The Trial of the Cannibal Dog

The Remarkable Story of Captain Cook’s Encounters in the South Seas

Anne Salmond

View Inside Price: $30.00


August 11, 2003
538 pages, 6 x 9
50 b/w + 16 color illus.
ISBN: 9780300100921
Cloth

This vivid book retells the story of Captain Cook’s great voyages in the South Seas, focusing on the encounters between the explorers and the island peoples they “discovered.” While Cook and his men were initially confounded by the Polynesians, they were also curious. Cook and his crew soon formed friendships—and often more intimate relationships—with the islanders. The islanders, who initially were not certain if the Englishmen were even human, came to experiment with Western customs and in some cases joined the voyagers on their expeditions.

But familiarity quickly bred contempt. Shipboard discipline was threatened by these new relationships, and the culture of the islands was also changed forever. Captain Cook, initially determined to act as an enlightened leader, saw his resolve falter during the third voyage. Amicable relations turned hostile, culminating in Cook’s violent death on the shores of Hawaii.

In this masterful account of Cook’s voyages, Anne Salmond—a preeminent authority on the history of the south seas—reimagines two worlds that collided in the eighteenth century, and the enduring impact of that collision.

Anne Salmond is Distinguished Professor of Maori Studies at the University of Auckland and a Pro-Vice Chancellor of the University. An award-winning author, she was made Dame Commander of the British Empire in 1995 for services to literature and the Maori people.

"In this masterful and highly original account of Captain Cook’s three Pacific voyages, Anne Salmond examines the encounters between Europeans and Polynesians and reveals how both were changed by their contact with each other. The book culminates in a significant reassessment of the circumstances of Captain Cook’s death."—Glyn Williams, author of Voyages of Delusion

The Trial of the Cannibal Dog brings us the voyages of Captain James Cook as we’ve never seen them before. In Anne Salmond’s hands, Pacific exploration becomes an intricate drama of mutual discovery, with Polynesians having as profound an impact on Europeans as Cook and his men had on those they encountered. Salmond’s nuanced, multi-voiced book is a ground-breaking addition to the Captain Cook canon.”—Tony Horwitz, author of Blue Latitudes: Boldly Going Where Captain Cook Has Gone Before

"This is a compelling book of contrasts. . . . There is, happily, no need for 'other' here for this is truly an example of imperial history at its best, a chapter in world history, so to speak. It is a book about encounters—some easily explained, some clouded in mystery and some, as true history is, the subject of wonder and amusement."—Barry Gough, Albion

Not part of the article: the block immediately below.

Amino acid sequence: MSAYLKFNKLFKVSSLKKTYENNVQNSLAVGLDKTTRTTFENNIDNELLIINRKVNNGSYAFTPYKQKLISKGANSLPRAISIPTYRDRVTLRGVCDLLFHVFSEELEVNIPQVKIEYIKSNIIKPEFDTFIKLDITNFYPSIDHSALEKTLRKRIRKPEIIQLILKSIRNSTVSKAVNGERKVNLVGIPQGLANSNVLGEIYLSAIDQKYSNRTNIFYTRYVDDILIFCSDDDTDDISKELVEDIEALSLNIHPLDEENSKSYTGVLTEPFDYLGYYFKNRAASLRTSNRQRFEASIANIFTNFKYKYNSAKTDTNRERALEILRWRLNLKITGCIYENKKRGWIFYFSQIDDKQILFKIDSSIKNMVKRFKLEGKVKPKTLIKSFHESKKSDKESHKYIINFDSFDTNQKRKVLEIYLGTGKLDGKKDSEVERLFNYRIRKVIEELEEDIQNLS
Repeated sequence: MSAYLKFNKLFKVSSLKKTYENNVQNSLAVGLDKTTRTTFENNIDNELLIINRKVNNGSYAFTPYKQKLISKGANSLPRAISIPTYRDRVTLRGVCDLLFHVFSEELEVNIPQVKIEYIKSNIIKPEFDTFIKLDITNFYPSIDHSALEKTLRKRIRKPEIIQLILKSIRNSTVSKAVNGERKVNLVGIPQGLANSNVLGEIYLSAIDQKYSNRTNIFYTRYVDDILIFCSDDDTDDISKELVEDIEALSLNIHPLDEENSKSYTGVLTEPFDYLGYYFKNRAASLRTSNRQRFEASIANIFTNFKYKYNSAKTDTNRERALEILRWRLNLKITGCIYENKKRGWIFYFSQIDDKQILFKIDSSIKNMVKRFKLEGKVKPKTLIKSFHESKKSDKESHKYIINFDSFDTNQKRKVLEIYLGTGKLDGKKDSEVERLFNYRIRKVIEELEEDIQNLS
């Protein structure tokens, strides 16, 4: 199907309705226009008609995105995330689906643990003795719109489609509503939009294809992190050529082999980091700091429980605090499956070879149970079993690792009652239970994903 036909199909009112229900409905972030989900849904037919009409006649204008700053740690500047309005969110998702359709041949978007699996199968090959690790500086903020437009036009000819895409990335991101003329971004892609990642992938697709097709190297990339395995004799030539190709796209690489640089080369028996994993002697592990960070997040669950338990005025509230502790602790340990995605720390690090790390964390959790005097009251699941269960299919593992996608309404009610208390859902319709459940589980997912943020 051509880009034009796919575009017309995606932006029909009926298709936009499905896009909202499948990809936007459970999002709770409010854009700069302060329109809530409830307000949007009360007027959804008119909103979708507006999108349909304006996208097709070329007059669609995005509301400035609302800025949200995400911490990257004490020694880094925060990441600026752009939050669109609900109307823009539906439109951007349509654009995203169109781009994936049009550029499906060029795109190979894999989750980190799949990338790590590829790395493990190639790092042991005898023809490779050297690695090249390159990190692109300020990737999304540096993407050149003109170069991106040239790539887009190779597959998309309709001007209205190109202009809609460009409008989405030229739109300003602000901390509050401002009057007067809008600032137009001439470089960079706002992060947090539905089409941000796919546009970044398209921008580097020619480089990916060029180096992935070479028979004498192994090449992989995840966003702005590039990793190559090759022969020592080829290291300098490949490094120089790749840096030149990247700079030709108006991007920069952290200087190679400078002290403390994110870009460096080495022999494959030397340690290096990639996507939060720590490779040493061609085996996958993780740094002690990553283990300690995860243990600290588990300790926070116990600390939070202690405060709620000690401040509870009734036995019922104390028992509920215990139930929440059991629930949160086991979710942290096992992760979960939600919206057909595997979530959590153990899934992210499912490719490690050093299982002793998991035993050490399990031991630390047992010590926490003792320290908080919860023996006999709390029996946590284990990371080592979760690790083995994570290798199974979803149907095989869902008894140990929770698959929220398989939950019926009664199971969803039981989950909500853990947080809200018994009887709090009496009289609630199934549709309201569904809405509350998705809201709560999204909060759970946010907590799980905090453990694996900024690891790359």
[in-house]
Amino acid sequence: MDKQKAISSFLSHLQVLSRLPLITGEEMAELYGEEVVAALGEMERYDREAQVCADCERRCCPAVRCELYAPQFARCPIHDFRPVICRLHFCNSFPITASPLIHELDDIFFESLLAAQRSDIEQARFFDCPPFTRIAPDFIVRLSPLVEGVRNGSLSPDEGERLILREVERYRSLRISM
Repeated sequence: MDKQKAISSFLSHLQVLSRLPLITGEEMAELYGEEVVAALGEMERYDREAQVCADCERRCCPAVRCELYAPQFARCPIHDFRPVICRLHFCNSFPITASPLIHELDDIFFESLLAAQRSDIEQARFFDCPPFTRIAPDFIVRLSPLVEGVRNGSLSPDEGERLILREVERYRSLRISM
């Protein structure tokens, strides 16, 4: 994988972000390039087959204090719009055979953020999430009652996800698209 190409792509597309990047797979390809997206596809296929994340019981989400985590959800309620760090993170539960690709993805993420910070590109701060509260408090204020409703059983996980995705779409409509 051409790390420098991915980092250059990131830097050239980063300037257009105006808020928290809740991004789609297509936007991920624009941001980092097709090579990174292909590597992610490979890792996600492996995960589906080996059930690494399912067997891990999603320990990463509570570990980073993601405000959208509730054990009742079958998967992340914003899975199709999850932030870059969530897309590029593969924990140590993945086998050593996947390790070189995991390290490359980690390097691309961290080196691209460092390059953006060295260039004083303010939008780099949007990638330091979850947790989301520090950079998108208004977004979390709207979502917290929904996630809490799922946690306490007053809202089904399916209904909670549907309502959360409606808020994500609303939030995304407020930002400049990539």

“The massive amount of detail is both informative and impressive. Salmond’s book makes a genuine contribution to the study of exploration. Highly recommended.”—Choice

 

"A record of Captain Cook’s voyages and final tragedy that is Homeric in its scope."—Independent

"Anne Salmond, a New Zealand historian and anthropologist, presents her comprehensive, astounding record of Cook’s three voyages to the Antipodes, in 1768, 1772, and 1776, with scrupulous balance. . . . This book is exemplary in its approach. . . . The book demonstrates triumphantly that scholarship and readability need never exclude one another. . . . The book also stands as an honorable record of the names and deeds of many Polynesians and Europeans: a record Homeric in its scope."—Min Wild, Independent on Sunday

"[This] outstanding study will be of interest to specialists and to a broad reading audience."—Christon I. Archer, Itinerario

"The Trial of the Cannibal Dog is a triumphant synthesis of modern scholarship and story telling. With its publication, Anne Salmond moves into the front rank of our most eminent historians."—Michael King, New Zealand Listener

"All of Cook’s three voyages to New Zealand and the Pacific are traced in fresh and exciting detail; it’s a rediscovery of Cook, sympathetic and probing, as Salmond follows his travels in a kind of psychological pursuit right to the end, when she builds a thesis around the circumstances that led to his brutal death on a beach in Hawaii in 1779."—Steve Braunias, New Zealand Listener

"An eminently readable book that adds considerably to our knowledge and understanding of Cook and his relationship with the people of the Pacific."—John Robson, The Historian

Sales Restrictions: For sale in the U.S. only